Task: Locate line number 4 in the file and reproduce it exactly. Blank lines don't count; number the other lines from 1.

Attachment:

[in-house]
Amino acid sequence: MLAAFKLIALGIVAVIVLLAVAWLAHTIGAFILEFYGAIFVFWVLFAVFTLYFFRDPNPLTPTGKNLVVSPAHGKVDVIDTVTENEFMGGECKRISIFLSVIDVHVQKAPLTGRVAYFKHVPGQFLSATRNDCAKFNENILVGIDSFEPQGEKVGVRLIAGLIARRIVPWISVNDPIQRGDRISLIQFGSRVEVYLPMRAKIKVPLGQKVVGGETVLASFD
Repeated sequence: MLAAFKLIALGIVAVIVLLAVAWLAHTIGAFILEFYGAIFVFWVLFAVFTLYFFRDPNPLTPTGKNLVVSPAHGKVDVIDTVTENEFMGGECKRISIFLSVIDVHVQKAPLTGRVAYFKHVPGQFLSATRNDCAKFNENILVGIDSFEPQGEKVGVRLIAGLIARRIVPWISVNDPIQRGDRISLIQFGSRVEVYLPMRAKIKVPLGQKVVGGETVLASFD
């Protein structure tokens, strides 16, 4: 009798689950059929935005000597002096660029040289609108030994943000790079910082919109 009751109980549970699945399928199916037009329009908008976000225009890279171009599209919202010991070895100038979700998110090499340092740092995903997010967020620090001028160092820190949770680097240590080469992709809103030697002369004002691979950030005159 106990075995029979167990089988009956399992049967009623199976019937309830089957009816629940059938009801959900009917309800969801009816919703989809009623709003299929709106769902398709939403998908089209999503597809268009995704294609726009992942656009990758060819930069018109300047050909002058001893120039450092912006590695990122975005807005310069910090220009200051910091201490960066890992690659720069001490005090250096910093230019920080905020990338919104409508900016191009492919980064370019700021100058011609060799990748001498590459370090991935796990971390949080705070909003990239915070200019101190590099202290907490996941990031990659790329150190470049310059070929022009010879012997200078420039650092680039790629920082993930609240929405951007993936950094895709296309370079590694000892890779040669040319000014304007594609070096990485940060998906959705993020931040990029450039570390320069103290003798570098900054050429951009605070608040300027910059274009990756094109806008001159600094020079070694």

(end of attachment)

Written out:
């Protein structure tokens, strides 16, 4: 009798689950059929935005000597002096660029040289609108030994943000790079910082919109 009751109980549970699945399928199916037009329009908008976000225009890279171009599209919202010991070895100038979700998110090499340092740092995903997010967020620090001028160092820190949770680097240590080469992709809103030697002369004002691979950030005159 106990075995029979167990089988009956399992049967009623199976019937309830089957009816629940059938009801959900009917309800969801009816919703989809009623709003299929709106769902398709939403998908089209999503597809268009995704294609726009992942656009990758060819930069018109300047050909002058001893120039450092912006590695990122975005807005310069910090220009200051910091201490960066890992690659720069001490005090250096910093230019920080905020990338919104409508900016191009492919980064370019700021100058011609060799990748001498590459370090991935796990971390949080705070909003990239915070200019101190590099202290907490996941990031990659790329150190470049310059070929022009010879012997200078420039650092680039790629920082993930609240929405951007993936950094895709296309370079590694000892890779040669040319000014304007594609070096990485940060998906959705993020931040990029450039570390320069103290003798570098900054050429951009605070608040300027910059274009990756094109806008001159600094020079070694």